The Cassville R-IV School District in Missouri is responsible for about 1,900 students over four schools. In 2001, the district banned the use of physical punishment — such as spanking or paddling — as a means of discipline. But after a survey was distributed to parents, staff, and students this past May, the district, led by Superintendent Dr. Merlyn Johnson, reinstated corporal punishment as a way of handling disciplinary issues.
The revived policy, which was enacted in June after the 2021-2022 academic year ended, allows a staff member to use “reasonable physical force ... for the protection of the student or other persons or to protect property,” as well as restraint of students. “Reasonable physical force” is not defined beyond language that states such force must pose “no chance of bodily injury or harm” and that children cannot be struck on the face or head. Corporal punishment in Cassville is also an opt-in program: parents in support of the policy have to, essentially, sign up for it. Parents will also be notified before their child is physically disciplined, which will be done “only when all other alternative means of discipline have failed, and then only in reasonable form and upon the recommendation of the principal” in the presence of another employee.
Johnson says that reinstating corporal punishment was not his aim when he took the job in Barry County last year. “I didn't want that to be my legacy and I still don't," he told the Springfield News Leader. “But it is something that has happened on my watch and I'm OK with it.”
According to Johnson, some parents had urged the district to reinstitute corporal punishment, and that locals have responded more favorably to the news than national outlets and social media. “We've had people actually thank us for it,” he explained to the News Leader. “The majority of people that I've run into have been supportive.”
While most states have either outright or de facto banned corporal punishment in public schools (it is still legal in all private schools with the exception of New Jersey and Iowa), physical discipline is still legal in 19 states, mainly in the South. States’ rights to allow such punishment was last settled in the 1977 Supreme Court case Ingraham v. Wright, when the court ruled that the ban on “cruel and unusual punishment” enshrined in the Eighth Amendment only applied to the treatment of prisoners. Children at school — from pre-school to high school — they said, were not protected despite the fact that, as Susan Bitensky points out in her book Corporal Punishment of Children: A Human Rights Violation, in any other context, the act of an adult hitting another person with an object, such as a paddle commonly used in schools that allow corporal punishment, would be considered assault with a weapon, punishable under criminal law.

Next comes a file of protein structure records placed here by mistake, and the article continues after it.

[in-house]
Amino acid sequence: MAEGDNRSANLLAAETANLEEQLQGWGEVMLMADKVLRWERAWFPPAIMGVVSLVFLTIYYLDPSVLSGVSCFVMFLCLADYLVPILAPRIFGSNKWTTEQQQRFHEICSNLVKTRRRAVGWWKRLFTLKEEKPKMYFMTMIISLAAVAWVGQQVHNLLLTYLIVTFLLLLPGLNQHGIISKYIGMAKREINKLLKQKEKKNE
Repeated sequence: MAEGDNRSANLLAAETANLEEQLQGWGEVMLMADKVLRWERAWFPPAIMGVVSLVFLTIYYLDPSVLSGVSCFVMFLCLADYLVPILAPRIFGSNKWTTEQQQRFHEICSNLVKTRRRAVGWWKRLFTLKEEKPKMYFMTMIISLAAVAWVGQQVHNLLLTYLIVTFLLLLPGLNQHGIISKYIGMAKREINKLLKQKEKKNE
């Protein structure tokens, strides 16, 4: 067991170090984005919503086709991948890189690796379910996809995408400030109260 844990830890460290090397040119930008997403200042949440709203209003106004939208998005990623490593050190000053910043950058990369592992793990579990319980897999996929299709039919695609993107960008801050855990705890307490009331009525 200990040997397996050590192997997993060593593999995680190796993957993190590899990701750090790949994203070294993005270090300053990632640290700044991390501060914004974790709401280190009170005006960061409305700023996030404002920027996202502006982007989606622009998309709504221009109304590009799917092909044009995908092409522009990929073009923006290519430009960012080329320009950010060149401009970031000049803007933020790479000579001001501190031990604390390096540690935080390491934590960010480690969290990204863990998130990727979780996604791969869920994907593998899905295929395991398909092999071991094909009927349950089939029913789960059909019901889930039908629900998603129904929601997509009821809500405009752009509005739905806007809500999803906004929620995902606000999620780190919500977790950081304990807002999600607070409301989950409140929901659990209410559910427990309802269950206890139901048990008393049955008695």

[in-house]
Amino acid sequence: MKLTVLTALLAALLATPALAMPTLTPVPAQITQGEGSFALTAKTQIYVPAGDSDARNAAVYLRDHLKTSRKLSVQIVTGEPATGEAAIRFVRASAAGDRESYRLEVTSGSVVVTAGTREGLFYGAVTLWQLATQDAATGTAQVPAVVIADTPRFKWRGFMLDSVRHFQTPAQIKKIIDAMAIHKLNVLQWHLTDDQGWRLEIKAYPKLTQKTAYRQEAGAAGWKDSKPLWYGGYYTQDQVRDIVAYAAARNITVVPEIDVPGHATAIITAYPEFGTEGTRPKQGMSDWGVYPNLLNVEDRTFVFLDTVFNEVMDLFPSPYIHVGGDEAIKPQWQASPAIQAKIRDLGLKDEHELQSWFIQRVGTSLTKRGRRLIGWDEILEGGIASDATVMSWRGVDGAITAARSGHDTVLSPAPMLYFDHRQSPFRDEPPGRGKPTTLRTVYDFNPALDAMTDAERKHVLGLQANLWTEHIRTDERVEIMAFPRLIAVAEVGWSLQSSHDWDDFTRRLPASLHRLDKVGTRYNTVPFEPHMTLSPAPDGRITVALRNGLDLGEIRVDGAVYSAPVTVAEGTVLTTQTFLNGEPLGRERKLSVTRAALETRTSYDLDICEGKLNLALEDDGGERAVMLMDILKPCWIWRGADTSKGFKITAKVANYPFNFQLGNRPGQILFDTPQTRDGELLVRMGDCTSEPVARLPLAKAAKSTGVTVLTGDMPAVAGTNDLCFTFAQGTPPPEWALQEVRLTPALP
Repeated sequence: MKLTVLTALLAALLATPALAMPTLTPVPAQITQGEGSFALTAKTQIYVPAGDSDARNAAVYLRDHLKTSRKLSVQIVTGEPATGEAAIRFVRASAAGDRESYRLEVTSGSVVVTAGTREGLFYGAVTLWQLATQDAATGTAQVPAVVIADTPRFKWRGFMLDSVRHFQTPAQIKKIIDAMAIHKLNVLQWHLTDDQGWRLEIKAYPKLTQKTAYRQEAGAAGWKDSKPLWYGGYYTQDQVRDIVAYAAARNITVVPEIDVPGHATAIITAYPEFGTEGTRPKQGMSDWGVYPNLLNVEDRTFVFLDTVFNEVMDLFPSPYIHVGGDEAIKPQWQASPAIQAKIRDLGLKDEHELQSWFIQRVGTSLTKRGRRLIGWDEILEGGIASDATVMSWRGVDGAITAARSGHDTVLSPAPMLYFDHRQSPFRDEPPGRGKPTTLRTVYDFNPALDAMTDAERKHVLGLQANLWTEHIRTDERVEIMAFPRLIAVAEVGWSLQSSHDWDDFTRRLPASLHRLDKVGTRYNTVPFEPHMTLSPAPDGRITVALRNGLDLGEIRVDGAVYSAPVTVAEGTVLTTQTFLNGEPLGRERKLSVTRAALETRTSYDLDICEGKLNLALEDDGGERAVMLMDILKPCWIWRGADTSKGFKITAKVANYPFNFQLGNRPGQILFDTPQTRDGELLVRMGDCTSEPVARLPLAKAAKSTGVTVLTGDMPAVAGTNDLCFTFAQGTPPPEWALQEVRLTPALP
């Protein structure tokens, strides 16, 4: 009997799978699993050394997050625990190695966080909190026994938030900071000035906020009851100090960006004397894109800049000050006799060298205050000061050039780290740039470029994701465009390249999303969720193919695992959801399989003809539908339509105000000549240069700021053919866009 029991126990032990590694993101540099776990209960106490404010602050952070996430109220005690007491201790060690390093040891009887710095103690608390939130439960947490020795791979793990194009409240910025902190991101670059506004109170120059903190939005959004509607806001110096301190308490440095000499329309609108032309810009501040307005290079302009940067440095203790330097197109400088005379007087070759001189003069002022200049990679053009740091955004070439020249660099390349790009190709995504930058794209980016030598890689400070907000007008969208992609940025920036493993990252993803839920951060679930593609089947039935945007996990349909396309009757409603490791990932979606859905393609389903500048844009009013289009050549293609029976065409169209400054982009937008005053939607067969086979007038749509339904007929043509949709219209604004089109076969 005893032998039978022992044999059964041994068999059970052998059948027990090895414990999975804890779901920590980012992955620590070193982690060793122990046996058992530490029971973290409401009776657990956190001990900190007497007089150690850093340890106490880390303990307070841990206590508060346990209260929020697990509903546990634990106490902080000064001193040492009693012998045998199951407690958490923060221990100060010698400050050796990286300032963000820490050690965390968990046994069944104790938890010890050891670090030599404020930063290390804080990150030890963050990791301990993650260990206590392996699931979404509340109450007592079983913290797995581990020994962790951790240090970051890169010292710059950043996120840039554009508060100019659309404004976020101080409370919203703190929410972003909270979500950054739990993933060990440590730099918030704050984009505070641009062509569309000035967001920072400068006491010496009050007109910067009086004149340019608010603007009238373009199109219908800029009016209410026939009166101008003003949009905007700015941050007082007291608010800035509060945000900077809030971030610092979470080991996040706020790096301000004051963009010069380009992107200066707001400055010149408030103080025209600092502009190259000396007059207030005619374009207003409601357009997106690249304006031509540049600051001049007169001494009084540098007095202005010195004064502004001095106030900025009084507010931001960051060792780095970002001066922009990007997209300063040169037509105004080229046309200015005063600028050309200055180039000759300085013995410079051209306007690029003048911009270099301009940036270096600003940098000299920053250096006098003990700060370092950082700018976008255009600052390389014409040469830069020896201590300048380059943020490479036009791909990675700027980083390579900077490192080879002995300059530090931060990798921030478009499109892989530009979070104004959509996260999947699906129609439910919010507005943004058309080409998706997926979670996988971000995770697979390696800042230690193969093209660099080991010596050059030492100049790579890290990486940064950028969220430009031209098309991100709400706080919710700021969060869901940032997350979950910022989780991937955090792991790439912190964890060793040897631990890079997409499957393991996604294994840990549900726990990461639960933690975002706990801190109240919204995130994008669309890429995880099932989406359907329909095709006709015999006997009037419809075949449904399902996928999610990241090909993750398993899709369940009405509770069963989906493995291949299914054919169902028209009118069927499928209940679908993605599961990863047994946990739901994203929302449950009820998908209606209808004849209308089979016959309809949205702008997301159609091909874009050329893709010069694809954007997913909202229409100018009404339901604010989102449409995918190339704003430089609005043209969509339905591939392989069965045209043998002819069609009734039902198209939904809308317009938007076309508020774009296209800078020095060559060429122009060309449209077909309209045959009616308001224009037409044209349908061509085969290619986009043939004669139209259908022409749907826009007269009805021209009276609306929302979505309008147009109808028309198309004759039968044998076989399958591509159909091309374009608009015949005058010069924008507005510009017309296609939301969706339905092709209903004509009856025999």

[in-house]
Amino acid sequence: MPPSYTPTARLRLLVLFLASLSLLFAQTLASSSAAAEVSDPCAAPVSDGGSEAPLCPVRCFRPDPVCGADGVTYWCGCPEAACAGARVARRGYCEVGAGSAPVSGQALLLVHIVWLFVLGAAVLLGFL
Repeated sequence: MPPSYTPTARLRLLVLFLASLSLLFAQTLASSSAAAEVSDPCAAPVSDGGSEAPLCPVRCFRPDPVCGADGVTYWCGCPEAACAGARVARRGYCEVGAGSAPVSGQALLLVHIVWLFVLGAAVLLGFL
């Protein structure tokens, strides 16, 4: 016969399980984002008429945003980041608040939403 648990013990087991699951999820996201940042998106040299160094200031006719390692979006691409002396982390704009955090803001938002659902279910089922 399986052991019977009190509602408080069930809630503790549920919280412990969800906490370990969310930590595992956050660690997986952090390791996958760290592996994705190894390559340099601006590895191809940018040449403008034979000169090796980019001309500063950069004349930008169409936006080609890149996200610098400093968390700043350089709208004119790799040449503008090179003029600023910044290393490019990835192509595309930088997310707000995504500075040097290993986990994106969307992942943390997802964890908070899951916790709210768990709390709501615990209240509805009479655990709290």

In this, the United States is an outlier, particularly among so-called “Western” countries. As of 2016, more than 100 countries have banned corporal punishment in schools. These bans rose meteorically in response to the 1990 United Nations Convention on the Rights of the Child, a treaty that requires nations to “take all appropriate measures to ensure that school discipline is administered in a manner consistent with the child’s human dignity” and has been ratified by every country except the United States.
The American Academy of Pediatrics has taken a similarly firm stance against corporal punishment of children, noting that painful physical punishment is associated with a bevy of adverse outcomes, including increased aggression in preschool and school-aged children, as well as mental health disorders, and — perhaps ironically to proponents — has been found to increase the likelihood of defiance and aggression.
A 2016 paper on the prevalence of corporal punishment in American schools found that over 160,000 children in these states are subject to such punishment each year for a wide range of offenses, from fighting and bullying to dress code violations and mispronouncing words. The paper also found that Black children, especially boys, and disabled children, were disproportionately affected by corporal punishment. This assertion was reiterated by Dick Startz, a professor at the University of California, Santa Barbara; writing for the Brookings Institute in 2016, Startz found that Black children were twice as likely to endure corporal punishment at school than their white peers. An update of his work this year found that while overall numbers of corporal punishment had gone down, his previous findings remained steady.
In February of 2021, Representative Alcee Hastings, a Florida Democrat, introduced H.R. 1234 — the Ending Corporal Punishment in Schools Act of 2021 — to Congress. There has been no movement on the bill since.